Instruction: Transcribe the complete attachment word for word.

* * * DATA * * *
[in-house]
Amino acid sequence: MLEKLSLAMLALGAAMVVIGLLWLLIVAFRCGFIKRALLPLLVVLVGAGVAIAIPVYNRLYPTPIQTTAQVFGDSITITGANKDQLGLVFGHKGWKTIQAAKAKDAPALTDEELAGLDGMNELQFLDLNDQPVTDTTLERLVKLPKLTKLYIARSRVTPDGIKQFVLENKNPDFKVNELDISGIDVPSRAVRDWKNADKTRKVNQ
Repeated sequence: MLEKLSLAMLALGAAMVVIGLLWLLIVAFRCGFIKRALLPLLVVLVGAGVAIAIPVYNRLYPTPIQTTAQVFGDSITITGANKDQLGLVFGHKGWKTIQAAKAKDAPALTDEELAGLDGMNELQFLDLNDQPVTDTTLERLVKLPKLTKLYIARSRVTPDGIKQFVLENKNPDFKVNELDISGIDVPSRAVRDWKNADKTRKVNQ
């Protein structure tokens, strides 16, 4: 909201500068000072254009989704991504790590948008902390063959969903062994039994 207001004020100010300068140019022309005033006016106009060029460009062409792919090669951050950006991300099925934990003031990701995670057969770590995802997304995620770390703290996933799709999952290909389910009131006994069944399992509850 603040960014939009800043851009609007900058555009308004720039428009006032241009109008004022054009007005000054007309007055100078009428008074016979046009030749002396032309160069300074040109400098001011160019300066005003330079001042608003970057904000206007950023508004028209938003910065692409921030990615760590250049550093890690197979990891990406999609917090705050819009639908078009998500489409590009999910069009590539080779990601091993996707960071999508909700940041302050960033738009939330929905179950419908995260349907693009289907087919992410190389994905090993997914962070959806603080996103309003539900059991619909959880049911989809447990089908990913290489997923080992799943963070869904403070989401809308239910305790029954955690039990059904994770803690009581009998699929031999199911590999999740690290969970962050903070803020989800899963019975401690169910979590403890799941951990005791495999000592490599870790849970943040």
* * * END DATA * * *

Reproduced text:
[in-house]
Amino acid sequence: MLEKLSLAMLALGAAMVVIGLLWLLIVAFRCGFIKRALLPLLVVLVGAGVAIAIPVYNRLYPTPIQTTAQVFGDSITITGANKDQLGLVFGHKGWKTIQAAKAKDAPALTDEELAGLDGMNELQFLDLNDQPVTDTTLERLVKLPKLTKLYIARSRVTPDGIKQFVLENKNPDFKVNELDISGIDVPSRAVRDWKNADKTRKVNQ
Repeated sequence: MLEKLSLAMLALGAAMVVIGLLWLLIVAFRCGFIKRALLPLLVVLVGAGVAIAIPVYNRLYPTPIQTTAQVFGDSITITGANKDQLGLVFGHKGWKTIQAAKAKDAPALTDEELAGLDGMNELQFLDLNDQPVTDTTLERLVKLPKLTKLYIARSRVTPDGIKQFVLENKNPDFKVNELDISGIDVPSRAVRDWKNADKTRKVNQ
């Protein structure tokens, strides 16, 4: 909201500068000072254009989704991504790590948008902390063959969903062994039994 207001004020100010300068140019022309005033006016106009060029460009062409792919090669951050950006991300099925934990003031990701995670057969770590995802997304995620770390703290996933799709999952290909389910009131006994069944399992509850 603040960014939009800043851009609007900058555009308004720039428009006032241009109008004022054009007005000054007309007055100078009428008074016979046009030749002396032309160069300074040109400098001011160019300066005003330079001042608003970057904000206007950023508004028209938003910065692409921030990615760590250049550093890690197979990891990406999609917090705050819009639908078009998500489409590009999910069009590539080779990601091993996707960071999508909700940041302050960033738009939330929905179950419908995260349907693009289907087919992410190389994905090993997914962070959806603080996103309003539900059991619909959880049911989809447990089908990913290489997923080992799943963070869904403070989401809308239910305790029954955690039990059904994770803690009581009998699929031999199911590999999740690290969970962050903070803020989800899963019975401690169910979590403890799941951990005791495999000592490599870790849970943040």